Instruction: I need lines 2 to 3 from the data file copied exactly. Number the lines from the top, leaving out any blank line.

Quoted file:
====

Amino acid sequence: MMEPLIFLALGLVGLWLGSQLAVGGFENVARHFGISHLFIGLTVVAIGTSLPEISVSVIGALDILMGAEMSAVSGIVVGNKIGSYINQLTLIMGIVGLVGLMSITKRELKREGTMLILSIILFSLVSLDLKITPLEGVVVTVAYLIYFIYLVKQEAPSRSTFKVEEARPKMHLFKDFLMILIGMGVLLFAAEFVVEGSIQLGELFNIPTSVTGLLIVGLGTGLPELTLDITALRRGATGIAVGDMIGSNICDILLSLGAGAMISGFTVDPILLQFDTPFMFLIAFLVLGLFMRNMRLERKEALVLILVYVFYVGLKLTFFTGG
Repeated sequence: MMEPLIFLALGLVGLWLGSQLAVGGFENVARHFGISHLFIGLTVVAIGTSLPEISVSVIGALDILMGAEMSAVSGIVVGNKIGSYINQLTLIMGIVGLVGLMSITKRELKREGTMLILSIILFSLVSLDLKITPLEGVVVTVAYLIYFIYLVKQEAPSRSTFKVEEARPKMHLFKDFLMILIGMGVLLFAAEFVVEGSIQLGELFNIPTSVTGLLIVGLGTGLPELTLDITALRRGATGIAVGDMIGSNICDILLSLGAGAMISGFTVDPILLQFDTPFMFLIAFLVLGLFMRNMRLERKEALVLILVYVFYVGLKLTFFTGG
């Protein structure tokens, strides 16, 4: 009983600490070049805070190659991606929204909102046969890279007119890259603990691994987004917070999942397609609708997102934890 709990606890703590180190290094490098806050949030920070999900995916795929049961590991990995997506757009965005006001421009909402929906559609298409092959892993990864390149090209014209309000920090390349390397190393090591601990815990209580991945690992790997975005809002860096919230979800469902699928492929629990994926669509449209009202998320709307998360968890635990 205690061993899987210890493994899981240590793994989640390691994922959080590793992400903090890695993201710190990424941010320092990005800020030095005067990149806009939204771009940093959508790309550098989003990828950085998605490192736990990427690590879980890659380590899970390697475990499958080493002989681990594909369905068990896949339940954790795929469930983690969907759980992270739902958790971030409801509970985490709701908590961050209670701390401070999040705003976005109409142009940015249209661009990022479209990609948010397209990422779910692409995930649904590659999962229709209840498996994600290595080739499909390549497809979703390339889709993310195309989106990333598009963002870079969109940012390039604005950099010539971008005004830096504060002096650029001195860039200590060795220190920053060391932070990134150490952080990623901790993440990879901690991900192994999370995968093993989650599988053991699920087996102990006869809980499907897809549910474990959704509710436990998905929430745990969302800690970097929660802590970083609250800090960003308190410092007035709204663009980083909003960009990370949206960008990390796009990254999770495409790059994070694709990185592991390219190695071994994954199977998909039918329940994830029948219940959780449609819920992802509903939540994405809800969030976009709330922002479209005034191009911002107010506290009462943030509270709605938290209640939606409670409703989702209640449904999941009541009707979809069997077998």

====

Repeated sequence: MMEPLIFLALGLVGLWLGSQLAVGGFENVARHFGISHLFIGLTVVAIGTSLPEISVSVIGALDILMGAEMSAVSGIVVGNKIGSYINQLTLIMGIVGLVGLMSITKRELKREGTMLILSIILFSLVSLDLKITPLEGVVVTVAYLIYFIYLVKQEAPSRSTFKVEEARPKMHLFKDFLMILIGMGVLLFAAEFVVEGSIQLGELFNIPTSVTGLLIVGLGTGLPELTLDITALRRGATGIAVGDMIGSNICDILLSLGAGAMISGFTVDPILLQFDTPFMFLIAFLVLGLFMRNMRLERKEALVLILVYVFYVGLKLTFFTGG
């Protein structure tokens, strides 16, 4: 009983600490070049805070190659991606929204909102046969890279007119890259603990691994987004917070999942397609609708997102934890 709990606890703590180190290094490098806050949030920070999900995916795929049961590991990995997506757009965005006001421009909402929906559609298409092959892993990864390149090209014209309000920090390349390397190393090591601990815990209580991945690992790997975005809002860096919230979800469902699928492929629990994926669509449209009202998320709307998360968890635990 205690061993899987210890493994899981240590793994989640390691994922959080590793992400903090890695993201710190990424941010320092990005800020030095005067990149806009939204771009940093959508790309550098989003990828950085998605490192736990990427690590879980890659380590899970390697475990499958080493002989681990594909369905068990896949339940954790795929469930983690969907759980992270739902958790971030409801509970985490709701908590961050209670701390401070999040705003976005109409142009940015249209661009990022479209990609948010397209990422779910692409995930649904590659999962229709209840498996994600290595080739499909390549497809979703390339889709993310195309989106990333598009963002870079969109940012390039604005950099010539971008005004830096504060002096650029001195860039200590060795220190920053060391932070990134150490952080990623901790993440990879901690991900192994999370995968093993989650599988053991699920087996102990006869809980499907897809549910474990959704509710436990998905929430745990969302800690970097929660802590970083609250800090960003308190410092007035709204663009980083909003960009990370949206960008990390796009990254999770495409790059994070694709990185592991390219190695071994994954199977998909039918329940994830029948219940959780449609819920992802509903939540994405809800969030976009709330922002479209005034191009911002107010506290009462943030509270709605938290209640939606409670409703989702209640449904999941009541009707979809069997077998």